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Analysis

Mitch McConnell Honored John Lewis with Words. Now He Must Do It with Action.

The Senate majority leader supported the Voting Rights Act in the past, but now he’s refusing to restore its key protections.

August 7, 2020

Rep. John Lewis’s fight for the right to vote was heroic. He was the young­est person to speak at the 1963 March on Wash­ing­ton and at the front of the line of the demon­strat­ors who were beaten by state troop­ers after cross­ing the Edmund Pettis Bridge in Selma, Alabama. It can’t be over­stated how import­ant the efforts of Lewis and so many other civil rights activ­ists were lead­ing up to the passage of the Voting Rights Act of 1965, a law that has been a pillar of Amer­ican demo­cracy ever since.

It’s hard to believe given today’s polar­iz­a­tion on Capitol Hill, but the VRA was reau­thor­ized by Congress with an over­whelm­ing bipar­tisan major­ity several times over the decades. Most recently in 2006, it passed the Repub­lican-major­ity U.S. Senate 98–0 and was signed by Repub­lican Pres­id­ent George W. Bush — match­ing the same party struc­ture as today’s senate and pres­id­ency.

Histor­ic­ally, racist voter suppres­sion tactics like liter­acy tests, poll taxes, and intim­id­a­tion campaigns were a coordin­ated effort to suppress the Black vote. One of the key pieces of the VRA was that it acknow­ledged that voter discrim­in­a­tion was wide­spread, and not just in the South. It provided a formula for identi­fy­ing places with a history of voter discrim­in­a­tion and required that when those places wanted to make changes to their voting laws, they must get them cleared by the federal govern­ment first before being imple­men­ted — a process called “preclear­ance.” It was one of the most effect­ive tools for combat­ing voter discrim­in­a­tion. But in a wrong­headed decision, that formula was deemed to be no longer neces­sary by the Supreme Court in the 2013 case Shelby County v. Holder.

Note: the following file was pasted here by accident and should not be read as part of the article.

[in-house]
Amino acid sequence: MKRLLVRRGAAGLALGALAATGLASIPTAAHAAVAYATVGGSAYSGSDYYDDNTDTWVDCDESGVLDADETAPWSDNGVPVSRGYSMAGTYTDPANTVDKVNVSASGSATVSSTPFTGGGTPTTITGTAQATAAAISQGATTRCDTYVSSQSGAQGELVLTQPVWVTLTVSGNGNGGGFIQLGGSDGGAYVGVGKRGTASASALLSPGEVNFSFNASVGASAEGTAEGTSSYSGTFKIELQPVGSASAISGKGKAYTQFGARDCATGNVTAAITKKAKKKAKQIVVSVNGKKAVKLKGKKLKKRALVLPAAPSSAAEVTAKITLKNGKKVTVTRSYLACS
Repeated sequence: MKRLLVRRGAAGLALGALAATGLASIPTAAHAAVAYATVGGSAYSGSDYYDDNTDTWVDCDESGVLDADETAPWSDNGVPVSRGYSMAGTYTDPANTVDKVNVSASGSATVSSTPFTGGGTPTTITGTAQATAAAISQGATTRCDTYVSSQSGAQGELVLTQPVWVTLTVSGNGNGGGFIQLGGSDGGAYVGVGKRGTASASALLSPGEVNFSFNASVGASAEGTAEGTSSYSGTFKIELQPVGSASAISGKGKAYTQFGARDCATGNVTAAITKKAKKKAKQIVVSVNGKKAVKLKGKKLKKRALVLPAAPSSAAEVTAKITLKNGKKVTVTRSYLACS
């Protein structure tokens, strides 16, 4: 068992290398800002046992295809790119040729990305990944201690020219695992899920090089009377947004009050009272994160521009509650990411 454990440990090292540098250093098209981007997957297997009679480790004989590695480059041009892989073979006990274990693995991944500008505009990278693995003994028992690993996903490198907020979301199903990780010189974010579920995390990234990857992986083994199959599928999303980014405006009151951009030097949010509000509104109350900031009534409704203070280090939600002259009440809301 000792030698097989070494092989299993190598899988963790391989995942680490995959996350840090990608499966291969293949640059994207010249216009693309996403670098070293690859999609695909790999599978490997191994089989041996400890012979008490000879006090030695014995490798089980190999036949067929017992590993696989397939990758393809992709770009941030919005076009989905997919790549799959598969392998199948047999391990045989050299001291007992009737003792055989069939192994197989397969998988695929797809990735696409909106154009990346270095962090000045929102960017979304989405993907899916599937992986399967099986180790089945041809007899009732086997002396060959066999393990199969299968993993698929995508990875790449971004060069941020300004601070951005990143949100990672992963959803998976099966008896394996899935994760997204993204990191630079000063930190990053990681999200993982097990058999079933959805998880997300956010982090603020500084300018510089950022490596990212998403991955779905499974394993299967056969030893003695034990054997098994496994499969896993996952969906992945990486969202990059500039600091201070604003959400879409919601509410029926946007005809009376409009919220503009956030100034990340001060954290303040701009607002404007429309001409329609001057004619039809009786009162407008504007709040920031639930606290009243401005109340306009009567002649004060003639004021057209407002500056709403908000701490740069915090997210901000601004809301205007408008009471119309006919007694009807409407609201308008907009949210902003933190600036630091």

Justice Ruth Bader Gins­burg said in her dissent, “Throw­ing out preclear­ance when it has worked and is continu­ing to work to stop discrim­in­at­ory changes is like throw­ing away your umbrella in a rain­storm because you are not getting wet.” Predict­ably, voter suppres­sion tactics swiftly came back — Texas imple­men­ted a strict photo ID law within 24 hours of the decision.

In order to over­come the damage, H.R. 4 — the Voting Rights Advance­ment Act — was intro­duced in 2019 to restore the Voting Rights Act to its full strength. After a series of hear­ings that estab­lished the contin­ued need for its protec­tions, the House passed the bill in Decem­ber 2019. Given the histor­ical bipar­tisan support for the Voting Rights Act, one might think that the Senate would have passed it too. But senat­ors have not had a chance to vote on it, because Senate Major­ity Leader Mitch McCon­nell has not yet brought up for consid­er­a­tion.

It’s curi­ous, because not only did McCon­nell vote in favor of reau­thor­iz­ing the VRA in 2006, he was the major­ity whip, which means he was respons­ible for getting all of his fellow Repub­lic­ans to vote in favor of it too.

And he didn’t just do the legwork to round up votes for getting the VRA reau­thor­ized — he gave an impas­sioned speech support­ing it on the Senate floor:

“I happen to have been there the day the original voting rights bill was signed… We have, of course, renewed the Voting Rights Act peri­od­ic­ally since that time, over­whelm­ingly, and on a bipar­tisan basis, year after year after year because members of Congress real­ize this is a piece of legis­la­tion which has worked. And one of my favor­ite sayings that many of us use from time to time is, ‘if it ain’t broke, don’t fix it.’

“This is a good piece of legis­la­tion which has served an import­ant purpose over many years… And this land­mark piece of legis­la­tion will continue to make a differ­ence not only in the South but for all of Amer­ica and for all of us, whether we are African-Amer­ic­ans or not.”

Follow­ing Lewis’s death, the House renamed H.R. 4 the John R. Lewis Voting Rights Act. In a memorial trib­ute to Lewis in the Capitol rotunda, McCon­nell called him a “hero.” If McCon­nell wants to honor Lewis and the voting rights he fought for, he’ll bring up the bill bear­ing Lewis’s name for a vote and get it passed.